“That was a very difficult time for us,” says Montecalvo. “If I recall, fuel was up to almost five-dollars-a-gallon and for us to go to Edmonton just didn’t make sense. We didn’t ask for a lot, just a little bit of help with fuel. Me, personally, I never shut the door. I felt like the door got shut on us at that time. I’ve got to say, I still consider Aaron [Polburn] and Scooter [Peaco] friends. We still talk occasionally, but I guess we pretty much got the feeling that we weren’t wanted. It only made it more difficult that we felt like we were a part of a family, so when this happened – it felt like a family going through a divorce.”
Then, in the middle of this standoff between IHRA Pro Stock racers and Polburn, the ADRL made it known that they intended to contest their own version of the class on the eighth-mile the next season. When the ADRL released their schedule at the 2009 Performance Racing Industry Trade Show in Orlando, Florida, there were two dates that likely leapt off the page at IHRA officials – the ones that directly conflicted with their own shows in Shreveport, Louisiana and Epping, New Hampshire. Montecalvo, after making phone call after phone call trying to get either organization’s schedule amended so that racers could support both series with no luck, put together a plan to simply go to both.
“When I saw the IHRA and ADRL had scheduled their events on the same weekend, and that both sides were unwilling to change their schedule, I was disappointed,” says Montecalvo. “I wanted to race against all the best, not half. Seeing that the tracks were only 270 miles apart, about five hours in our race rig, I talked with the team and we felt it was possible to go run them both. The plan was to qualify for the IHRA event on Friday, pack up and head to Houston for the ADRL event where one round of qualifying and eliminations were held on Saturday, then head back to Louisiana on Sunday to finish with the IHRA.”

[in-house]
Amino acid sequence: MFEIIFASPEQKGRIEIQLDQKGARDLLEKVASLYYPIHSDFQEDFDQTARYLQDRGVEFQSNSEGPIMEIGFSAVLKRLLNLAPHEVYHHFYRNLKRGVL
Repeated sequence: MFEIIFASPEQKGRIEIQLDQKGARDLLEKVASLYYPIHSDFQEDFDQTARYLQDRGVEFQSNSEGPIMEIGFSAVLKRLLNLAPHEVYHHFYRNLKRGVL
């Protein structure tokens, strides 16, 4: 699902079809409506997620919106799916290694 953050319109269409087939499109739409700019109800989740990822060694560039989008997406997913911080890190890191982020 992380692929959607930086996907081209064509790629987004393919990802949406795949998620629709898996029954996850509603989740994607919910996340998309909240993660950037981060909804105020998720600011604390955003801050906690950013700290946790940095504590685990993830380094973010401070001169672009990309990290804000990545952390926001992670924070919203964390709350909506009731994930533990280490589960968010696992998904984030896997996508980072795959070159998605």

But the epic two-in-one weekend met its match when an air line broke on the shifter, causing Montecalvo to abort his qualifying run after the engine briefly touched the high-side rev limiter. Needing to swap engines, Montecalvo and company made the decision to stay put in Shreveport and miss the first ADRL event of the ’09 season. Though the significance of his decision to run the IHRA season opener wasn’t known at the time, eight months later when Montecalvo was being crowned the Pro Stock world champion it was very apparent.
Unfortunately, there would be no engine builder or racer summit that could resolve the next dilemma facing mountain motor Pro Stock racers; that of being dismissed by the IHRA. For Montecalvo, who had battled it out with some of the best drag racers the sport has ever known for years, it was bittersweet to finally earn the coveted IHRA Pro Stock world championship, but be unable to defend the title.
“I can’t even describe what it feels like,” says Montecalvo. “If I would’ve known then what I know now, that we could very possibly be the last IHRA Pro Stock world champion… That really started to set in last year; I started thinking about that. I don’t know if IHRA Pro Stock is ever going to come back, and if it does I don’t know what form it will be in. I’m not shutting that door, though.”